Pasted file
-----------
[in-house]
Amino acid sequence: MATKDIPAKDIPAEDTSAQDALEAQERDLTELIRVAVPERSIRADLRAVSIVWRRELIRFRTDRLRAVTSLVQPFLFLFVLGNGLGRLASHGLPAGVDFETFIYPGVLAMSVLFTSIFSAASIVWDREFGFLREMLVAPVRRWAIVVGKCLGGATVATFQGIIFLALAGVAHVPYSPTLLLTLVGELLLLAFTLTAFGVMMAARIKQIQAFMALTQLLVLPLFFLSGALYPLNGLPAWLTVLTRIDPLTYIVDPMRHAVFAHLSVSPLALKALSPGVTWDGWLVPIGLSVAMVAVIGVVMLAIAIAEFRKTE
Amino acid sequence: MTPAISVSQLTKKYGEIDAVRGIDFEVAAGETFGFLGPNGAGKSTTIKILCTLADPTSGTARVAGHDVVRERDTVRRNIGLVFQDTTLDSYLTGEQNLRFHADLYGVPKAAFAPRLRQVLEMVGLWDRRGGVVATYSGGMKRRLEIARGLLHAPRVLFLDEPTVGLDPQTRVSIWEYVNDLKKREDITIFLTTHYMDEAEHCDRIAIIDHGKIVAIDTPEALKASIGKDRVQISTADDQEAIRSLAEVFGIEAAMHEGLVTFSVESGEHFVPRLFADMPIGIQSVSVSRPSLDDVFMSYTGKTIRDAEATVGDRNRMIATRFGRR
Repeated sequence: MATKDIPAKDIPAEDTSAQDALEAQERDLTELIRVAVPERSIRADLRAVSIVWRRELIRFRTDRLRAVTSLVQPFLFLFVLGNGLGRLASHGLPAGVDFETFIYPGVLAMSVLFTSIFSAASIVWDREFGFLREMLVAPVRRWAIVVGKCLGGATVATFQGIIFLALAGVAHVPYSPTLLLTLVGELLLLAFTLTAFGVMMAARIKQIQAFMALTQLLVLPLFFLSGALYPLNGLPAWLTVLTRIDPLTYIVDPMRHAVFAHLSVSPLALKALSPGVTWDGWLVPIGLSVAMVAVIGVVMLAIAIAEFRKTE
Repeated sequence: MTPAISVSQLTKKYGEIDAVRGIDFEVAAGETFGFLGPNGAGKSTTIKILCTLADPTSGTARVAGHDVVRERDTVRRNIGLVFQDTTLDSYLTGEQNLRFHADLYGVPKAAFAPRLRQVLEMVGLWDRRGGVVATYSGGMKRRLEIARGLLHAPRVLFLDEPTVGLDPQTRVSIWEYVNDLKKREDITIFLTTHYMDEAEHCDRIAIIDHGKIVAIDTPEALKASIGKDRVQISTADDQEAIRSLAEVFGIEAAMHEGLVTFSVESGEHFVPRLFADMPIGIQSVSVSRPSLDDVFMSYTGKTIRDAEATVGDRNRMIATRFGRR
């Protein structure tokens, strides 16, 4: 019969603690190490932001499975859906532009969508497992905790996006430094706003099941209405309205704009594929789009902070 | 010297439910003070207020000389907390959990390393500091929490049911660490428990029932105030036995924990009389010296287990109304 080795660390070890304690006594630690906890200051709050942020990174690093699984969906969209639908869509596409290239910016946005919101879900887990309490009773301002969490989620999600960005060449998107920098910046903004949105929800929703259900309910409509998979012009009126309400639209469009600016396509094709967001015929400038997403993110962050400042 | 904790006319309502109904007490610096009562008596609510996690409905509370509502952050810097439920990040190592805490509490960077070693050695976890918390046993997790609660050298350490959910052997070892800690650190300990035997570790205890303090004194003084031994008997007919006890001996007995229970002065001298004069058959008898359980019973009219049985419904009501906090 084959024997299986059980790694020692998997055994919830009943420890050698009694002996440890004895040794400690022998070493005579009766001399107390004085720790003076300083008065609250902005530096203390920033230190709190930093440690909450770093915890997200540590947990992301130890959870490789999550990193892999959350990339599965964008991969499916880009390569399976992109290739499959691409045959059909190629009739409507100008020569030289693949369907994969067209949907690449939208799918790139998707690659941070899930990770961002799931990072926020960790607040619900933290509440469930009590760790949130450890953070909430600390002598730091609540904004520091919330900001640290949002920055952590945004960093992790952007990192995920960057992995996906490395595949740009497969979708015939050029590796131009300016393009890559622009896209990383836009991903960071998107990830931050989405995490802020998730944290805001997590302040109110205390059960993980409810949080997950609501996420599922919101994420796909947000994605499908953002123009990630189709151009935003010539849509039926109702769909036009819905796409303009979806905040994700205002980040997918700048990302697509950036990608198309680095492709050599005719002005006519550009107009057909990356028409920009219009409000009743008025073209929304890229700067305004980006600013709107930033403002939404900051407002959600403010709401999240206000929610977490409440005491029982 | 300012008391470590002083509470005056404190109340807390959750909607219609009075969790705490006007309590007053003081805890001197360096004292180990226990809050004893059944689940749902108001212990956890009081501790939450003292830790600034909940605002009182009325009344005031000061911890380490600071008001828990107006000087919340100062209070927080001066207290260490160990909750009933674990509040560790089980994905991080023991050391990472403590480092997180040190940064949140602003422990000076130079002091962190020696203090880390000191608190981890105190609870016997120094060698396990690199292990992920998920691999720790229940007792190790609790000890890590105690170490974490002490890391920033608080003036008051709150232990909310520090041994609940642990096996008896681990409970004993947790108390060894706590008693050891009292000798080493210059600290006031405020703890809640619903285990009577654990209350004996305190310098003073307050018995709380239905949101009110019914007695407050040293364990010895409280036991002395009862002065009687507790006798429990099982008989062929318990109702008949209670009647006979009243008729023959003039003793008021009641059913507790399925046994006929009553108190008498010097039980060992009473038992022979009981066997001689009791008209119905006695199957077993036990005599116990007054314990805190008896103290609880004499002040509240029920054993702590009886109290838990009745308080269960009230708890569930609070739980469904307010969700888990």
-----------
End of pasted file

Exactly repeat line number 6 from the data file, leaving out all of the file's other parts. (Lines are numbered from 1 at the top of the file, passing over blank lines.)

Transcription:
């Protein structure tokens, strides 16, 4: 019969603690190490932001499975859906532009969508497992905790996006430094706003099941209405309205704009594929789009902070 | 010297439910003070207020000389907390959990390393500091929490049911660490428990029932105030036995924990009389010296287990109304 080795660390070890304690006594630690906890200051709050942020990174690093699984969906969209639908869509596409290239910016946005919101879900887990309490009773301002969490989620999600960005060449998107920098910046903004949105929800929703259900309910409509998979012009009126309400639209469009600016396509094709967001015929400038997403993110962050400042 | 904790006319309502109904007490610096009562008596609510996690409905509370509502952050810097439920990040190592805490509490960077070693050695976890918390046993997790609660050298350490959910052997070892800690650190300990035997570790205890303090004194003084031994008997007919006890001996007995229970002065001298004069058959008898359980019973009219049985419904009501906090 084959024997299986059980790694020692998997055994919830009943420890050698009694002996440890004895040794400690022998070493005579009766001399107390004085720790003076300083008065609250902005530096203390920033230190709190930093440690909450770093915890997200540590947990992301130890959870490789999550990193892999959350990339599965964008991969499916880009390569399976992109290739499959691409045959059909190629009739409507100008020569030289693949369907994969067209949907690449939208799918790139998707690659941070899930990770961002799931990072926020960790607040619900933290509440469930009590760790949130450890953070909430600390002598730091609540904004520091919330900001640290949002920055952590945004960093992790952007990192995920960057992995996906490395595949740009497969979708015939050029590796131009300016393009890559622009896209990383836009991903960071998107990830931050989405995490802020998730944290805001997590302040109110205390059960993980409810949080997950609501996420599922919101994420796909947000994605499908953002123009990630189709151009935003010539849509039926109702769909036009819905796409303009979806905040994700205002980040997918700048990302697509950036990608198309680095492709050599005719002005006519550009107009057909990356028409920009219009409000009743008025073209929304890229700067305004980006600013709107930033403002939404900051407002959600403010709401999240206000929610977490409440005491029982 | 300012008391470590002083509470005056404190109340807390959750909607219609009075969790705490006007309590007053003081805890001197360096004292180990226990809050004893059944689940749902108001212990956890009081501790939450003292830790600034909940605002009182009325009344005031000061911890380490600071008001828990107006000087919340100062209070927080001066207290260490160990909750009933674990509040560790089980994905991080023991050391990472403590480092997180040190940064949140602003422990000076130079002091962190020696203090880390000191608190981890105190609870016997120094060698396990690199292990992920998920691999720790229940007792190790609790000890890590105690170490974490002490890391920033608080003036008051709150232990909310520090041994609940642990096996008896681990409970004993947790108390060894706590008693050891009292000798080493210059600290006031405020703890809640619903285990009577654990209350004996305190310098003073307050018995709380239905949101009110019914007695407050040293364990010895409280036991002395009862002065009687507790006798429990099982008989062929318990109702008949209670009647006979009243008729023959003039003793008021009641059913507790399925046994006929009553108190008498010097039980060992009473038992022979009981066997001689009791008209119905006695199957077993036990005599116990007054314990805190008896103290609880004499002040509240029920054993702590009886109290838990009745308080269960009230708890569930609070739980469904307010969700888990």